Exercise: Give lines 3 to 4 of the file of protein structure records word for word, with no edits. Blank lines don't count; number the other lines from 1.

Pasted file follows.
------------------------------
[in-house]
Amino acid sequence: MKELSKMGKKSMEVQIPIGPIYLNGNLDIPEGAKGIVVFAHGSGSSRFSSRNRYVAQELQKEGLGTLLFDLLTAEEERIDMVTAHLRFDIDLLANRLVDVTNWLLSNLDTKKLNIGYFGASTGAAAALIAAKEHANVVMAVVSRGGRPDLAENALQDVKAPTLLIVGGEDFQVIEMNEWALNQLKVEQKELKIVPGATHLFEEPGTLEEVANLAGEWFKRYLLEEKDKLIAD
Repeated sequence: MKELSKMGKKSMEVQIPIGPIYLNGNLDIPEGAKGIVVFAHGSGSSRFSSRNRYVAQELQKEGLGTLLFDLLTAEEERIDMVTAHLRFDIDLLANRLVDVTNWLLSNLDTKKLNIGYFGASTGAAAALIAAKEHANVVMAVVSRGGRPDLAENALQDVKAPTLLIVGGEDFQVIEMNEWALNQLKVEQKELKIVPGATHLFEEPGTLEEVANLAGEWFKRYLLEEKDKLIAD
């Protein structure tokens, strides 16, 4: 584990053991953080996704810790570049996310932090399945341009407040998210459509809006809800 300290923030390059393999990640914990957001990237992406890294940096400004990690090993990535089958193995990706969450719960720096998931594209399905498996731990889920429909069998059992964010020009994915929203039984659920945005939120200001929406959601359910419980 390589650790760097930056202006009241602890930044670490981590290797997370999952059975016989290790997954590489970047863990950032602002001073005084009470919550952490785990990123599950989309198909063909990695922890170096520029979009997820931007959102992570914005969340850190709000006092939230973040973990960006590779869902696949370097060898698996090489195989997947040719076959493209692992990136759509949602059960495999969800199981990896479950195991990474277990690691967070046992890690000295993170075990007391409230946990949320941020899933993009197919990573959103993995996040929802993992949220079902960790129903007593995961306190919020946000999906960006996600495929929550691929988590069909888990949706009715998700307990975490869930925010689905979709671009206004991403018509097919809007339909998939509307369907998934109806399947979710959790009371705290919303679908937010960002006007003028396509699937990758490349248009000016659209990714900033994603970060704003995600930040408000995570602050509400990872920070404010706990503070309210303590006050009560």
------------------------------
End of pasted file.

Repeated sequence: MKELSKMGKKSMEVQIPIGPIYLNGNLDIPEGAKGIVVFAHGSGSSRFSSRNRYVAQELQKEGLGTLLFDLLTAEEERIDMVTAHLRFDIDLLANRLVDVTNWLLSNLDTKKLNIGYFGASTGAAAALIAAKEHANVVMAVVSRGGRPDLAENALQDVKAPTLLIVGGEDFQVIEMNEWALNQLKVEQKELKIVPGATHLFEEPGTLEEVANLAGEWFKRYLLEEKDKLIAD
């Protein structure tokens, strides 16, 4: 584990053991953080996704810790570049996310932090399945341009407040998210459509809006809800 300290923030390059393999990640914990957001990237992406890294940096400004990690090993990535089958193995990706969450719960720096998931594209399905498996731990889920429909069998059992964010020009994915929203039984659920945005939120200001929406959601359910419980 390589650790760097930056202006009241602890930044670490981590290797997370999952059975016989290790997954590489970047863990950032602002001073005084009470919550952490785990990123599950989309198909063909990695922890170096520029979009997820931007959102992570914005969340850190709000006092939230973040973990960006590779869902696949370097060898698996090489195989997947040719076959493209692992990136759509949602059960495999969800199981990896479950195991990474277990690691967070046992890690000295993170075990007391409230946990949320941020899933993009197919990573959103993995996040929802993992949220079902960790129903007593995961306190919020946000999906960006996600495929929550691929988590069909888990949706009715998700307990975490869930925010689905979709671009206004991403018509097919809007339909998939509307369907998934109806399947979710959790009371705290919303679908937010960002006007003028396509699937990758490349248009000016659209990714900033994603970060704003995600930040408000995570602050509400990872920070404010706990503070309210303590006050009560």